Sunday 6 September 2015

The Letter

Today I have started back to work and am so relieved. As I told you before, I have to edit a couple of books already written prior to their publication, but I also want to write a book I started some time ago. The story is about a woman whose husband dies of cancer. But just before he does, he reveals something which tears her whole world apart...

Here is a little snippet:-

The Letter

Chapter 1

The house sucked at her energy. It drained her like a thirsty hiker on a hot summer’s day. She could feel it pulling at the blood in her veins, causing tidal waves of that vibrant red life-force to course through her to a never-achieved destination, moving ever onwards, ceaselessly searching out its well-worn pathway.

But of course it was not the house which drained her so. It was the situation within in.

Jim waited for her in another room. Weak and tired, waiting was what he did best now. Waiting was actually all that was left to him. Fran wondered what was left to her. What would be left when Jim was finally gone? A thin smell of sickness which seemed to have pervaded the entire house? The ripe smell of a cancer unchecked, which had permeated the paint and wallpaper of their bedroom? Was that all there would be?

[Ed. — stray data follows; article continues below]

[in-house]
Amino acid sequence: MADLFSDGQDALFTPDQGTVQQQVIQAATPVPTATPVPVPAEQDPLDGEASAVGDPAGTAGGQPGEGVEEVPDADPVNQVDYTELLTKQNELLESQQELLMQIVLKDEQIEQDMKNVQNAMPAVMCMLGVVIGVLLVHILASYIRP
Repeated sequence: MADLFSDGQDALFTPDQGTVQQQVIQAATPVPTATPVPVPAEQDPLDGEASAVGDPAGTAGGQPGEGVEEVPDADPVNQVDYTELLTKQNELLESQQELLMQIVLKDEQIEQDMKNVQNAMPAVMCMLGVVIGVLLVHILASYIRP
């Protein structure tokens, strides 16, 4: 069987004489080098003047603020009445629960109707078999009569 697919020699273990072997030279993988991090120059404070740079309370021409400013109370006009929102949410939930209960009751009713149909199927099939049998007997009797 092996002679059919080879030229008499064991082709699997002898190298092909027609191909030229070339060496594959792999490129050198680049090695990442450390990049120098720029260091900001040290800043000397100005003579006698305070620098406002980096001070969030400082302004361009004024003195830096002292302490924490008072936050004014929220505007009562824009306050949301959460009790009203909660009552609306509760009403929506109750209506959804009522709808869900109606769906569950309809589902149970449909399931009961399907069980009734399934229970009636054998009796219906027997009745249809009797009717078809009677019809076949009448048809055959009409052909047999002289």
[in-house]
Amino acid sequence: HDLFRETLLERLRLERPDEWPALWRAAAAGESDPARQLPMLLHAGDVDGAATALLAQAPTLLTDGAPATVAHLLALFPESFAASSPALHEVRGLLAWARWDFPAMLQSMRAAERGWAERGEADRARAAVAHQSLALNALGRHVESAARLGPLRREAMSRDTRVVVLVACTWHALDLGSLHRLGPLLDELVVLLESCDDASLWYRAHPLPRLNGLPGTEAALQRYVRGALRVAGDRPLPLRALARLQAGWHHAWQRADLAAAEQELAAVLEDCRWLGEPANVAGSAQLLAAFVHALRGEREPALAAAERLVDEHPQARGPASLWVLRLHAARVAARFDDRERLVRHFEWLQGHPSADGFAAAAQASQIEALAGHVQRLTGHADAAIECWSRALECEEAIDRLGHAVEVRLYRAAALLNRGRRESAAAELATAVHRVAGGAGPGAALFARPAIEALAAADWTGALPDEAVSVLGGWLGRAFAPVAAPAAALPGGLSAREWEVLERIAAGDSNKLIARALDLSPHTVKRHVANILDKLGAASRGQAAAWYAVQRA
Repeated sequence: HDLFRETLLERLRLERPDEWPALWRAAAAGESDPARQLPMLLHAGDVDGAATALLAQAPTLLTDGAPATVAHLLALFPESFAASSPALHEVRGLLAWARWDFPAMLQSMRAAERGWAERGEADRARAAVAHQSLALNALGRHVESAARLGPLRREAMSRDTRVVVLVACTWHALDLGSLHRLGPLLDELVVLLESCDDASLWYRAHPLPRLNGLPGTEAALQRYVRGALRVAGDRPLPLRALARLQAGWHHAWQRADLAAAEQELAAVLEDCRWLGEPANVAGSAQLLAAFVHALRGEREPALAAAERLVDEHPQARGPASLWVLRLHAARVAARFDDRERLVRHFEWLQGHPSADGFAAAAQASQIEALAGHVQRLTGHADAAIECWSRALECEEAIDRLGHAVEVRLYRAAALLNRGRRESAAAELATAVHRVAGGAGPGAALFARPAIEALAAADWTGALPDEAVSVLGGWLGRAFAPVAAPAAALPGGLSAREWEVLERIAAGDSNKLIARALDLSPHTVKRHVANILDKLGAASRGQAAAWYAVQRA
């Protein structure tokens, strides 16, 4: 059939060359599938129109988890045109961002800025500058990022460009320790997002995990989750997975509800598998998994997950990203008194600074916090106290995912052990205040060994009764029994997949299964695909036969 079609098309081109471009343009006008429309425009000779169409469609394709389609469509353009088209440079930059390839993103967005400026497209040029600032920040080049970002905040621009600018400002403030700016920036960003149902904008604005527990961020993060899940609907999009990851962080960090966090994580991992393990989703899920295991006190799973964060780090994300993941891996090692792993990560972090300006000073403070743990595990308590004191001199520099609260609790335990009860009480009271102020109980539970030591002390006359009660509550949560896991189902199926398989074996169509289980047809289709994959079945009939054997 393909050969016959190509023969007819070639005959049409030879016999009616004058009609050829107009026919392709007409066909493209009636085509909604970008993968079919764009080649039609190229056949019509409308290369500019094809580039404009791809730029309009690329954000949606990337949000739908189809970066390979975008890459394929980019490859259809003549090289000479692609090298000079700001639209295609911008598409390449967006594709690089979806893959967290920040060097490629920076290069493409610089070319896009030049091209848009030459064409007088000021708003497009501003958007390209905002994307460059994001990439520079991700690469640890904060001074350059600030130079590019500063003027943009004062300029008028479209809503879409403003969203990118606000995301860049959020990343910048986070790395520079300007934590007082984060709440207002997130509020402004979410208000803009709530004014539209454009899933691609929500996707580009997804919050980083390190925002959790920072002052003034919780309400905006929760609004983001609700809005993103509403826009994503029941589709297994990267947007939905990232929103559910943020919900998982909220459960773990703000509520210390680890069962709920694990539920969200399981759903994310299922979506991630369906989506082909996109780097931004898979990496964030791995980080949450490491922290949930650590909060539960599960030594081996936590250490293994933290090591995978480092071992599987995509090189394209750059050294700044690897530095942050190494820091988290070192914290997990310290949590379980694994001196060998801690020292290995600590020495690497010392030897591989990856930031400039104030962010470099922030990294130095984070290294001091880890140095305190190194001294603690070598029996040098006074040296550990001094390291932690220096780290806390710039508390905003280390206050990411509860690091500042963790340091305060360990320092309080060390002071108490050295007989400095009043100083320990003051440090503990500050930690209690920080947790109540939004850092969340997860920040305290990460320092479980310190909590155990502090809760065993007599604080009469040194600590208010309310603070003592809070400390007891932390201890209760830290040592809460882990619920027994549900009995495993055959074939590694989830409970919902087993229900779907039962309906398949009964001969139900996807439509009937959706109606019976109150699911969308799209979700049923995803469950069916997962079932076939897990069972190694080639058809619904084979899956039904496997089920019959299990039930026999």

Or would there be memories too? Memories which would linger to haunt her as if the images and sounds were captured within the porous brickwork and plaster, ready to be replayed whenever the whim took them?

It didn’t bear thinking about.  But she didn’t really need to ponder on it. The situation played itself out and she was just a bit player in every scene, the one who was necessary to breathe a little life into each act, to make it real and believable. The only one who would be left standing after the credits rolled and the curtains closed for that final time.

Funny how even after all these months it still didn’t seem real. She flicked the switch on the kettle and waited for it to boil. The kitchen seemed darker than usual and she glanced at the wall clock by the side of the back door. It was in the shape of a cow, mottled black and white paint depicting its legs and head, its torso taken up by the clockface which showed the hour to be six. But six am or pm? She genuinely did not know. The months and weeks since Jim’s diagnosis had blurred into one and in these last few days even the days and nights seemed interchangeable.
So if you enjoyed that little bit, take a look at the books I have already published - you won't regret it.
Happy Reading!

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